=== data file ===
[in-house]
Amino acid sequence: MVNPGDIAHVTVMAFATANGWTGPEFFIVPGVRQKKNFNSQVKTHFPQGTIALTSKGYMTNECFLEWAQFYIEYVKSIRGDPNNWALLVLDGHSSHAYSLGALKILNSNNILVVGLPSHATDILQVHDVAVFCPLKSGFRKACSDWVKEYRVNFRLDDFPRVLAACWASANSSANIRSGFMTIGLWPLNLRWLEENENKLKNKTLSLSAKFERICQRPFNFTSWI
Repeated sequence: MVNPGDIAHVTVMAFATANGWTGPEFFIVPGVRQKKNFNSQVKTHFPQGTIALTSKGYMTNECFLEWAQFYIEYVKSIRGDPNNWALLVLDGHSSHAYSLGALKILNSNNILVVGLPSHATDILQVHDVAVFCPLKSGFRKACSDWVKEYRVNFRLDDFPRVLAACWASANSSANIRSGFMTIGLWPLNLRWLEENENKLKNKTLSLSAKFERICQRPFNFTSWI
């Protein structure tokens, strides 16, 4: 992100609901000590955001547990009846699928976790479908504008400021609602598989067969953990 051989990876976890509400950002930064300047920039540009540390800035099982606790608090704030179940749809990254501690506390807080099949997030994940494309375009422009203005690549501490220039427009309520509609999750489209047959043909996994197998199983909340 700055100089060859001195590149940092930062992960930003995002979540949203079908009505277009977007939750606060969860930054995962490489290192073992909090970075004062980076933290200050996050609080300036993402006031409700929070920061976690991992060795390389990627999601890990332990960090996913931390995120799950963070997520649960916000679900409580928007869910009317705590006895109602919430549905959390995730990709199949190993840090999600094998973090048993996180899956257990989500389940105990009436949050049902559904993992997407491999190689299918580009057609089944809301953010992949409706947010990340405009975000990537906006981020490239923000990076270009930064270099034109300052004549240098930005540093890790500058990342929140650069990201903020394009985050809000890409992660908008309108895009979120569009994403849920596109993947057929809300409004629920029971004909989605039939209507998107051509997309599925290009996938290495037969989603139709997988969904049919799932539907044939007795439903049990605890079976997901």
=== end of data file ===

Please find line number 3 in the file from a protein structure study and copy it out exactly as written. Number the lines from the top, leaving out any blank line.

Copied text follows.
Repeated sequence: MVNPGDIAHVTVMAFATANGWTGPEFFIVPGVRQKKNFNSQVKTHFPQGTIALTSKGYMTNECFLEWAQFYIEYVKSIRGDPNNWALLVLDGHSSHAYSLGALKILNSNNILVVGLPSHATDILQVHDVAVFCPLKSGFRKACSDWVKEYRVNFRLDDFPRVLAACWASANSSANIRSGFMTIGLWPLNLRWLEENENKLKNKTLSLSAKFERICQRPFNFTSWI